Archive for February, 2010

Women of the Megillah

Tonight is Purim, so let’s talk about the two women in the Purim story: Vashti and Esther. (Of course there’s Zeresh, too, but she doesn’t really have that many lines.)

Vashti, the King’s first wife, loses her title as queen because she refuses to parade herself (many say naked) in front of the king and his drunken friends. And doing so rocks Shushan’s world. To quote the Megillah, Chapter 1:

Memuchan declared before the king and the ministers: “It is not against the King alone that Queen Vashti has sinned, but against all the ministers and all the nations in all the provinces of King Achashverosh. For word of the queen’s deed will reach all the women and it will belittle their husbands in their eyes. For they will say: ‘King Achashverosh commanded that Queen Vashti be brought before him, yet she did not come!'”

So, after reading this, you can probably see why there’s been a lot of talk in the feminist world about Vashti—about how she’s portrayed as a “bad queen” by Judaism but how in reality, she actually deserves a lot of respect for being a self-respecting woman and standing up for herself. (I’d have to agree.) But I, for one, have never been taught to think of her as the “bad queen”; in fact, when I was a little girl I and my friends used to dress up as both Vashti and Esther. (When you’re five, a queen is a queen.)

Even so, there are apparently a lot of stories in the Talmud about the villainous acts that Vashti commits. About how her refusal was pure arrogance, about how she allegedly descends from Nebuchadnezzar (who destroyed the temple), about how she abused Jewish female slaves, and about how she feared Judaism because it made people “unconquerable.” Now, I’m not sure what to make of these stories, because a lot of Midrash is somewhat fable. And also because I’m not sure where the origins of these stories could be (because there is zero mention of these things in the actual Megillah), but I don’t feel that I have a right to write these stories off. So I’ve mentioned them for the sake of mentioning, but because I haven’t studied them in-depth I’m going to stick with discussing the text from the Megillah.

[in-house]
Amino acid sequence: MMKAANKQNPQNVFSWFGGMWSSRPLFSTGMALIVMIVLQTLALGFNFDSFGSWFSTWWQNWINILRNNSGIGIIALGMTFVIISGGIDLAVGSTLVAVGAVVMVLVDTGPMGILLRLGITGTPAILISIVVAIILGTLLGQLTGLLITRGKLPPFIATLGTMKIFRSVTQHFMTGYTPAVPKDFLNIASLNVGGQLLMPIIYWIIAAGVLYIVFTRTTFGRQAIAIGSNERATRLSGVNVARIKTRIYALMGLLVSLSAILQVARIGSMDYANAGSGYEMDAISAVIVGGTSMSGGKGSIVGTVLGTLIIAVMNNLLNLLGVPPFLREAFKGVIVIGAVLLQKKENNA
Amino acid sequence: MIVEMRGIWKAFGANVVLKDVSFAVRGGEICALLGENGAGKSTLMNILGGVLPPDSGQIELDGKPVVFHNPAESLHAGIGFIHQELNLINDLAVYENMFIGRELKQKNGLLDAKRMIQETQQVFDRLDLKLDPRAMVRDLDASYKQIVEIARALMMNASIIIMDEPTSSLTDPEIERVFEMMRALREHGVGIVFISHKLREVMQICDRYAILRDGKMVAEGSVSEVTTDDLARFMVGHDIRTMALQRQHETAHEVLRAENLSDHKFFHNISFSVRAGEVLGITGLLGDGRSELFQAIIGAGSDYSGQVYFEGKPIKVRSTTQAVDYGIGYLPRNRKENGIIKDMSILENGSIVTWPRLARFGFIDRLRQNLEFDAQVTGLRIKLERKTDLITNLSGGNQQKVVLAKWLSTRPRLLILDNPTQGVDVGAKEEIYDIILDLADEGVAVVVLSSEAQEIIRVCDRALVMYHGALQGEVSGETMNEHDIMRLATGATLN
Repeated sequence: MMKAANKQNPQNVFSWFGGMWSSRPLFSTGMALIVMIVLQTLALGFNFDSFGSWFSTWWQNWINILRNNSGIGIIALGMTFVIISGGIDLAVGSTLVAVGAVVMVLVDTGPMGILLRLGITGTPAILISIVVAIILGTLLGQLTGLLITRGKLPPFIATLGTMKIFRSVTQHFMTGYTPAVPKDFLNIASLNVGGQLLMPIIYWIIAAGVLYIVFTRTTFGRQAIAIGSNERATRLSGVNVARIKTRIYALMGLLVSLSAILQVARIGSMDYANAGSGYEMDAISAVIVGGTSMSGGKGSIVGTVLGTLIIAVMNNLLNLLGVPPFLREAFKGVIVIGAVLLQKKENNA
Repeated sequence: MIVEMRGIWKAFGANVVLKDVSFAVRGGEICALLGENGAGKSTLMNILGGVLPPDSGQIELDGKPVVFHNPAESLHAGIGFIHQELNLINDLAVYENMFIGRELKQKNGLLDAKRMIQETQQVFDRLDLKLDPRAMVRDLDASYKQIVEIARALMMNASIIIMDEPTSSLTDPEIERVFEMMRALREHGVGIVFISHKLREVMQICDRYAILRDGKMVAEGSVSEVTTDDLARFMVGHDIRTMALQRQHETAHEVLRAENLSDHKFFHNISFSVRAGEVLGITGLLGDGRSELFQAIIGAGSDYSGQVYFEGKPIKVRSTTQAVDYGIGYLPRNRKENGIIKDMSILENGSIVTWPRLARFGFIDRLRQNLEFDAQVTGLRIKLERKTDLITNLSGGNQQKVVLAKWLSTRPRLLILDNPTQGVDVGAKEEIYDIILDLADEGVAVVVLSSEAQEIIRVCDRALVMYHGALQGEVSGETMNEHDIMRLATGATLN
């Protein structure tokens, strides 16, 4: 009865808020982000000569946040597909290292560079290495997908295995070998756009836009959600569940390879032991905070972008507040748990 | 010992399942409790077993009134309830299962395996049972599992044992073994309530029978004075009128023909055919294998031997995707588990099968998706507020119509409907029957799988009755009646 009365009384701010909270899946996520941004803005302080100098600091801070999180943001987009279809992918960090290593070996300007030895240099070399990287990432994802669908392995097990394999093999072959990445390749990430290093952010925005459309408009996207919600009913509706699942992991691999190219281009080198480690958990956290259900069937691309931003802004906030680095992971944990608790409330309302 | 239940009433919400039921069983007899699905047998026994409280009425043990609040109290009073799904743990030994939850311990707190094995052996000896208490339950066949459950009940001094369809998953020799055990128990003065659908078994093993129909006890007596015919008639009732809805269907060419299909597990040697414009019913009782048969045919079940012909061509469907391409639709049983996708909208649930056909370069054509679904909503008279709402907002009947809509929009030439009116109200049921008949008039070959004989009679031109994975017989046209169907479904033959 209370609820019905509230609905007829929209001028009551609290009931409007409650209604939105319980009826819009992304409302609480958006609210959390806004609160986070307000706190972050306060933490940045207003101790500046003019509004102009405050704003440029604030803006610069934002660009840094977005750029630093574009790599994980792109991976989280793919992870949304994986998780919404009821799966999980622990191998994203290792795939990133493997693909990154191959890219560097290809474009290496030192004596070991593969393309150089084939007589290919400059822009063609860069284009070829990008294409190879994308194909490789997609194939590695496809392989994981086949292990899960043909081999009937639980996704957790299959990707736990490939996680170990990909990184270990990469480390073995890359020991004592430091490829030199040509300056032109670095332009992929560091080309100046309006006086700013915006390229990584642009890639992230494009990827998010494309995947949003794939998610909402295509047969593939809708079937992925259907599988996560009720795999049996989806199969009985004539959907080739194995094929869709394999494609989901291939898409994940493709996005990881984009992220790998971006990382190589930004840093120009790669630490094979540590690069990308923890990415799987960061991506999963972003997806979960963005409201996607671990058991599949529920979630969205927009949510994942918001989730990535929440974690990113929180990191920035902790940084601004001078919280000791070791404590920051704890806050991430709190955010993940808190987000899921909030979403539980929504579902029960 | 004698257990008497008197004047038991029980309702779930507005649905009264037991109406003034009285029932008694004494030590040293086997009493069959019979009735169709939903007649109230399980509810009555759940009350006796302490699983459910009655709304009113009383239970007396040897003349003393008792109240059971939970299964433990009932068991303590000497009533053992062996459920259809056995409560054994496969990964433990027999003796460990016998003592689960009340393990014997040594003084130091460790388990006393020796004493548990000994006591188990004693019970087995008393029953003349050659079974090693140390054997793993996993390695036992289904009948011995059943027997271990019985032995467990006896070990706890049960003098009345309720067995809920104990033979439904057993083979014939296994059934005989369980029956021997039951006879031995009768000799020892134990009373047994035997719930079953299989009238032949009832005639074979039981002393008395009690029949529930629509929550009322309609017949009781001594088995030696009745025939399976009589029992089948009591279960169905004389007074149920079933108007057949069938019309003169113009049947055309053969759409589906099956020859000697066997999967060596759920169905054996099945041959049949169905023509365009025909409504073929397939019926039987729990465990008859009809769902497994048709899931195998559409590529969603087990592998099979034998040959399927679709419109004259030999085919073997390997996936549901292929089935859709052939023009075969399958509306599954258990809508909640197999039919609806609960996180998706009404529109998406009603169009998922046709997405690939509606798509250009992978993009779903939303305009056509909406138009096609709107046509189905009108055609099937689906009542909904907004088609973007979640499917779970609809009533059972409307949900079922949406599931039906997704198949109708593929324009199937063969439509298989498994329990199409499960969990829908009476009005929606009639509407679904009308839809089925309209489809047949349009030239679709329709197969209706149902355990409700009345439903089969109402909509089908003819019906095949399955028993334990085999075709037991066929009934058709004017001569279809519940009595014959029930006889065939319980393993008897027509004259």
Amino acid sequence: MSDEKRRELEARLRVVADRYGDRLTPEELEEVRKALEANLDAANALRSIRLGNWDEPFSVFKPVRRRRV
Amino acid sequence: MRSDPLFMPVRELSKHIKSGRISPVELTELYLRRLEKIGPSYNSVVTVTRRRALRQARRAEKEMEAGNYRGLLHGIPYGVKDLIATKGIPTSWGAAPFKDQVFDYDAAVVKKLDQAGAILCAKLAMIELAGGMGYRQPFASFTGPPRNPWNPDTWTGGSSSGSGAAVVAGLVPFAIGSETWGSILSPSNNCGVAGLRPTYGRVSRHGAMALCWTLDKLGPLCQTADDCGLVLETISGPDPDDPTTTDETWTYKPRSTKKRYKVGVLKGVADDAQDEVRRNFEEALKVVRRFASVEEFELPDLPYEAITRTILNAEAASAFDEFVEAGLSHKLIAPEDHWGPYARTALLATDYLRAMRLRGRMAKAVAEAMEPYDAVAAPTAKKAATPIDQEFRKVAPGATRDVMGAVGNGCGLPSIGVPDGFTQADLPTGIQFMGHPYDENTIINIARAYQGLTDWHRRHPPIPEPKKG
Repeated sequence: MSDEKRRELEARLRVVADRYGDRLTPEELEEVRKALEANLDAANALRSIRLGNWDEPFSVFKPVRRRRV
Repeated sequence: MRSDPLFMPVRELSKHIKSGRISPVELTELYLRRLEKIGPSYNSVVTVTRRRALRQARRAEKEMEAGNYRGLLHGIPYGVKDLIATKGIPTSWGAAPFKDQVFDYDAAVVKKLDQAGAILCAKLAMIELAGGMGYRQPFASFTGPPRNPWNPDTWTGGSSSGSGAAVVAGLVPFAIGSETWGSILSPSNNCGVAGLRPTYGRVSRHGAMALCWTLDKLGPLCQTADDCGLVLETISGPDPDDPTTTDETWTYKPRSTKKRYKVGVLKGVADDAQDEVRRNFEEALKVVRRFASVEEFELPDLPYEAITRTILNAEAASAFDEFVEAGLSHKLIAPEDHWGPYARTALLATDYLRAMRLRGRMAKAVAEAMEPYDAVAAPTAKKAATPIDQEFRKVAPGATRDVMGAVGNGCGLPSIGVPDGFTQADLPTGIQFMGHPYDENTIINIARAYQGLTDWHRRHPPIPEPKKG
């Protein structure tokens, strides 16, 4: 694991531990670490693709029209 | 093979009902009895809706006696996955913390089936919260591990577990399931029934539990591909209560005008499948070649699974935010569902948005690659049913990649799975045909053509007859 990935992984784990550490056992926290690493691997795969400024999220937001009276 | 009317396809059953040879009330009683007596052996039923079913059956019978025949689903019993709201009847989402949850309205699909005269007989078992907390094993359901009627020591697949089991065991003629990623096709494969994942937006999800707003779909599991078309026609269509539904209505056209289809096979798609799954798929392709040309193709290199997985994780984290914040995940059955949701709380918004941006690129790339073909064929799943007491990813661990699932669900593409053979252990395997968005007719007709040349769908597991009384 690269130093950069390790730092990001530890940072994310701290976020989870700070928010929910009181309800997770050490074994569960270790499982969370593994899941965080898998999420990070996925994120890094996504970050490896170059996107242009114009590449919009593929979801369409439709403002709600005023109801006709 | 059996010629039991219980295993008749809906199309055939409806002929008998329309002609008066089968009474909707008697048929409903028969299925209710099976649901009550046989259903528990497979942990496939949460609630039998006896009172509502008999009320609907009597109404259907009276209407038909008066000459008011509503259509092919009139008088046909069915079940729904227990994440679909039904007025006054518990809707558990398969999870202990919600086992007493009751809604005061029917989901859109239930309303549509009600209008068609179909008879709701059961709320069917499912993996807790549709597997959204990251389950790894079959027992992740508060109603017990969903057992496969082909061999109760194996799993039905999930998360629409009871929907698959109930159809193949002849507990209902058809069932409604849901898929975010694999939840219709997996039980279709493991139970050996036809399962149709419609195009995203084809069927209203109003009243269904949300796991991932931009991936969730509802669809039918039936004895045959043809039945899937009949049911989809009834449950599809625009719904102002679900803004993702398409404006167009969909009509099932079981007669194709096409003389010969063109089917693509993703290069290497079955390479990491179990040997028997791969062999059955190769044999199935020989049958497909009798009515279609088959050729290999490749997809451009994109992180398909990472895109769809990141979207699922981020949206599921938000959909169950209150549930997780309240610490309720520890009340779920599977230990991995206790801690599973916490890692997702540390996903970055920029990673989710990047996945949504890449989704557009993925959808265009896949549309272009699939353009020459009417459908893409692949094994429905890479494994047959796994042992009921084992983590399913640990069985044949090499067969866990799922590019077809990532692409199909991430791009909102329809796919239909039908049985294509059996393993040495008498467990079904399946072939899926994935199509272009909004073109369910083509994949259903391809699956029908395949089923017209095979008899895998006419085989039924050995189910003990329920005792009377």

Vashti stood up to the king. Motives aside, she did something that got her in a lot of trouble, but that she believed would be best for her and her body. And the Megillah offers a very realistic depiction of what happens when women do just that: a lot of times they get kicked out, maybe from a palace or maybe from their homes. But in a less extreme sense, sometimes when you stand up for something you get “kicked out” in that you get judged, or someone labels you as “just a feminist” and writes you off. And it happens. And while when it was created I don’t think the Megillah was calling out for this to change, I think that now, many many years later, we can read the Megillah every year and use it as a jumping-off point for discussions of the reality of women in this world. And not just women, but people as a whole who stand up for themselves and their dignity and are forced to deal with undeserved consequences.

To finish, I will touch on Esther: yes, she was beautiful, and loved for her looks. And yes, she did take quite the nudging from Mordechai to save the Jews. But she does represent another kind of feminist, the kind who uses her femininity and beauty to her advantage in order to sway the King and gain, although in a roundabout way, power. And while people can judge her for doing so, in the end, it works—and she makes the choice to get things the only way she sees possible in her time period. (Because really, if we think about when the Megillah was written, her actions make a lot more sense than if we think about them now.) And so the Megillah teaches us, somewhat surprisingly, to be like Esther, and to do what you need to do, even if it means using your beauty (but don’t take this as the only interpretation please, because a lot of people will argue that Jewish texts honor modesty above all).

But now, I don’t think we have to choose any more. There is room for both Esthers and Vashtis, women who want to use their bodies and charms to get things, and women who will do no such thing. (I am not abdicating for selling your body here, do not worry. I’m talking about doing things like wearing “royal garments” at opportune times, and letting the King feel pampered.) But there are also women in the middle, women who uphold an incredibly high standard of self-respect but who also know when a charming smile can work wonders. And all of these women can be feminists, in that they make their choices for themselves because they believe they are doing what will be the best for them.

Happy Purim!